Did you learn to fly because you were excited about the challenge of levitating into the sky and seeing your world from a new perspective? You mastered the basics of operating the machine, navigating from A to B, understanding how weather works, and the regulations. You earned your instrument rating because everyone at your flight school said that would make you a better pilot. You took your friends up. You have flown out to all of the $100 hamburgers. But the reality is setting in that most of your flying is solo. Your profession does not offer flying for business. You find yourself slowly flying less and less. You used to go up once a week. Then it became once a month. Now you are worrying about your 90 day currency. Where did the excitement go?
A lifetime ago I ran into the same mental block. With a good non-aviation profession underway, looking around at my airline friends suffering through furloughs during an industry dip, I knew I was going to be a mostly recreational pilot. Then I ran across a little advertisement offering an “Introduction to aerobatics and BFR.” That looked different! Maybe your primary instructor talked about stall avoidance and you never did any maneuvers involving more than 30 degrees of bank? So, what did the pilots I saw at airshows and in video know that I didn’t know?
I called the number in the ad. My logbook says that I met J. Thomas Laury and his Cessna Aerobat. He demonstrated a spin; I did a spin. He did a loop. I did a loop. He did a roll. I did a roll. We flew for an hour and didn’t go out of sight of the airport. But as a pilot, that hop opened a door that went far beyond where flying had taken me before.
Have the flight instructors that sat with you explained how you can maneuver at zero airspeed? How you can roll 360 degrees and turn to a new heading at the same time? I watched 7-time US National Aerobatic Champion Leo Loudenslager do a 360 turn, continuously rolling to the inside of the turn every 90 degrees, at a constant altitude. The voice inside said, “I want to do that!” Thus began my love affair with aerobatics and aerobatic competition.
I’ll offer my “Top 10” reasons why you should try aerobatics:
10. You’ve seen all of the $100 hamburgers—twice.
9. ATC does not issue “atta-boys” for a perfectly flown ILS.
8. Cessna/Piper/Mooney/Cirrus owners don’t hang together and compare how their ships
7. Flying to one of the exotic destinations shown in the magazines to sit around and consume fruity drinks with non-flyers is boring. I like destinations with action, preferably aviation action that I can participate in.
6. It takes 20 minutes or more to get the G1000 in a Cessna set up. In my Pitts Special acro ship, it takes two minutes to start the engine, power on the comm and transponder, run the checklist, and call Ground for taxi.
5. My primary flight instructor showed me approaches to stalls and that’s all. He seemed nervous coming down final when the indicated airspeed got down to 1.3 Vso. Aerobatics taught me how to maneuver when the airspeed indicator reads zero, as well as how to do spins and the falling leaf exercise.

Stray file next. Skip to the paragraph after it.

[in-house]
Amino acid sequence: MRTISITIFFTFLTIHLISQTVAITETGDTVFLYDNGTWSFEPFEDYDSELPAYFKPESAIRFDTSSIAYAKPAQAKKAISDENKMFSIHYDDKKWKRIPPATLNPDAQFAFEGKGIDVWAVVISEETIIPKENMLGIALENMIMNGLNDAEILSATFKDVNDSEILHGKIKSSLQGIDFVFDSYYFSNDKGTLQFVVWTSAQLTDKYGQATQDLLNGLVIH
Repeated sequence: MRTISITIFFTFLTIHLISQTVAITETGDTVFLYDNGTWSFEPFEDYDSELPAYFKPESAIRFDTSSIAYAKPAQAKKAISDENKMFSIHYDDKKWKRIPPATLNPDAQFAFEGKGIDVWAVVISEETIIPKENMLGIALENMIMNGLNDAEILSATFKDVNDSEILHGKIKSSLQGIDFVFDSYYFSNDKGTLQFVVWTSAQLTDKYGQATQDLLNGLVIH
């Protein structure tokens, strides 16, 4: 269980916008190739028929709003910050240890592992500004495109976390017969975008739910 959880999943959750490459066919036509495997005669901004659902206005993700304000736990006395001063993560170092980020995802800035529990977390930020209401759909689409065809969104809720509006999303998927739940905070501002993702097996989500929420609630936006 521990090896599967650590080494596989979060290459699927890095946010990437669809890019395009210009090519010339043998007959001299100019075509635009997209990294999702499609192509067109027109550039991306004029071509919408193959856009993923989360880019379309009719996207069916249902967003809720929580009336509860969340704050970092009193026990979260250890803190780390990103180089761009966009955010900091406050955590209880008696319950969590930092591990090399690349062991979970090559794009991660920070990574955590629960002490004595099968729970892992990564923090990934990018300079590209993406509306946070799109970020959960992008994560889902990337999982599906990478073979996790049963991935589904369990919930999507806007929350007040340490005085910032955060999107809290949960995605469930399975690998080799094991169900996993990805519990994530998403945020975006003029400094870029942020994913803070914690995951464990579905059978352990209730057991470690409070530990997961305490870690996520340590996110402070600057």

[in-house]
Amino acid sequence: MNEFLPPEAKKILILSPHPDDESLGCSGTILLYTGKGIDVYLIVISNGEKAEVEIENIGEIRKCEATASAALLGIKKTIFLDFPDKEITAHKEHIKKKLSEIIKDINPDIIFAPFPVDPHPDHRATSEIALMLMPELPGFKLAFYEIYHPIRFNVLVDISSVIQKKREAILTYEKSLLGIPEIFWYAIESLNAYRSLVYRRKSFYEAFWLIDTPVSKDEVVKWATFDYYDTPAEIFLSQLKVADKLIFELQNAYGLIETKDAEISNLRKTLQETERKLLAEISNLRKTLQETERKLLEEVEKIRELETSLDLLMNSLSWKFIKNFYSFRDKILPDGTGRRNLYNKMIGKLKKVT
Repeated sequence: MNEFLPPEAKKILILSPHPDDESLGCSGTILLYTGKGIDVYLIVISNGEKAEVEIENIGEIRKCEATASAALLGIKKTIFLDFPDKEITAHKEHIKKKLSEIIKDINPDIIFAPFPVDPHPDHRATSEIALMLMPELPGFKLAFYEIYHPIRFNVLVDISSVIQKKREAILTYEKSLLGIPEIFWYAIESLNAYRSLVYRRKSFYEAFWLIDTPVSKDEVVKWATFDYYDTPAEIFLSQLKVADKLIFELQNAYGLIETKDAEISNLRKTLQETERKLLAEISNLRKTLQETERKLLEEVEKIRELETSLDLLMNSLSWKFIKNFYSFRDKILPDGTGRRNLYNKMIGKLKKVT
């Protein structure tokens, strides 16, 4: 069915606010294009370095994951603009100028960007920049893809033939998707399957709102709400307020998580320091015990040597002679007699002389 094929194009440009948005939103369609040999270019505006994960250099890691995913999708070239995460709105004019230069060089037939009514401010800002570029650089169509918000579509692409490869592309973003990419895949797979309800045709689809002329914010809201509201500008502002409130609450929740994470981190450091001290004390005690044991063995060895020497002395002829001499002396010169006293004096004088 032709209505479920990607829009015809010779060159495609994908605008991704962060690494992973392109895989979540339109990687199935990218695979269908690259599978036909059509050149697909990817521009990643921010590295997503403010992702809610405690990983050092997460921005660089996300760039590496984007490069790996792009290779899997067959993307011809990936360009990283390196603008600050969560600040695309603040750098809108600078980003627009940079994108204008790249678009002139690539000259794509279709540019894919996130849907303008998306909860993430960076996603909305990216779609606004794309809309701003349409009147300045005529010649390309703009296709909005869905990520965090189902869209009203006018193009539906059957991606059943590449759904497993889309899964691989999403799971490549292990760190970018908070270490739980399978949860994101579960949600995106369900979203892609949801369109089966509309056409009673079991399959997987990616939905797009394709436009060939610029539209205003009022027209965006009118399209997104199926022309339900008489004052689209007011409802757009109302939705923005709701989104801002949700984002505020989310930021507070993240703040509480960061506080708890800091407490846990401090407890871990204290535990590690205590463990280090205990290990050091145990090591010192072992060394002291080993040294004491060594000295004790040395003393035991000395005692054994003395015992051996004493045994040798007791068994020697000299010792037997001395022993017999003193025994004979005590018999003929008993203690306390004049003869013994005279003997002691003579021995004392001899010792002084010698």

4. An aerobatic contest is a fly-in where everyone is either flying or judging and they post how well you did on the wall for everyone to see. It’s up to you whether you are a hero or a zero. But whatever you make yourself, you are accepted as a competitor.
3. An aerobatic contest is a place where, for the four minutes that you own the competition arena (a waivered box), you don’t have to worry about FAA rules—just the laws of physics.
2. You climb into the airplane and compete with yourself. The only score that you can control is your own. Flying better than your peers is incidental.
1. Medals and trophies reinforce that you outflew your peers today. Tomorrow is another day. You need to fly more to stay ahead. Another excuse to go fly more.
If all of this sparks your interest, the challenge is to find somewhere you can get a taste of this sporting side of the aviation world. The International Aerobatic Club has a list of the flight schools that they know of. And there a number of flight schools out there not on IAC’s list that have an aerobatic airplane and offer introductory training. All will get you doing the basic spins, rolls, and loops. It is eye opening that an airplane does not just take off, fly level for some miles to a destination, and land. You will learn to really function and think in three dimensions, not two and a half.
Many aviation activities gather like-minded pilots socially. Aerobatics does too. The IAC has chapters that host contests, a kind of fly-in where we all swallow hard and put our skills on display before a panel of judges and our spectating peers. Like many sports, these competitions are divided into skill levels. If you can do the basic loop, roll, spins figures, you start competing in the group or category called Primary. As you learn more figures you move to the Sportsman category. Then Intermediate. For the truly motivated, Advanced and Unlimited categories await.
For most of us, we really have an excuse to fly more without getting more than 20 miles from the airport. After all, my friend Ron and I want to out-score the other at the next contest. And neither wants to commit a flub in front of the onlookers that might earn us a “Bozo” award. And each contest has a social gathering of pilots, family, and friends in the evenings where we swap lies, poke fun at our performances, and enjoy the company of those who share the same aviation gene. The aerobatic world is a big family. To join you just learn to do that first roll, on heading, on altitude.
I fly aerobatics because I can. Challenge yourself.
The post Beyond the $100 Hamburger: how aerobatics can expand your horizon appeared first on Air Facts Journal.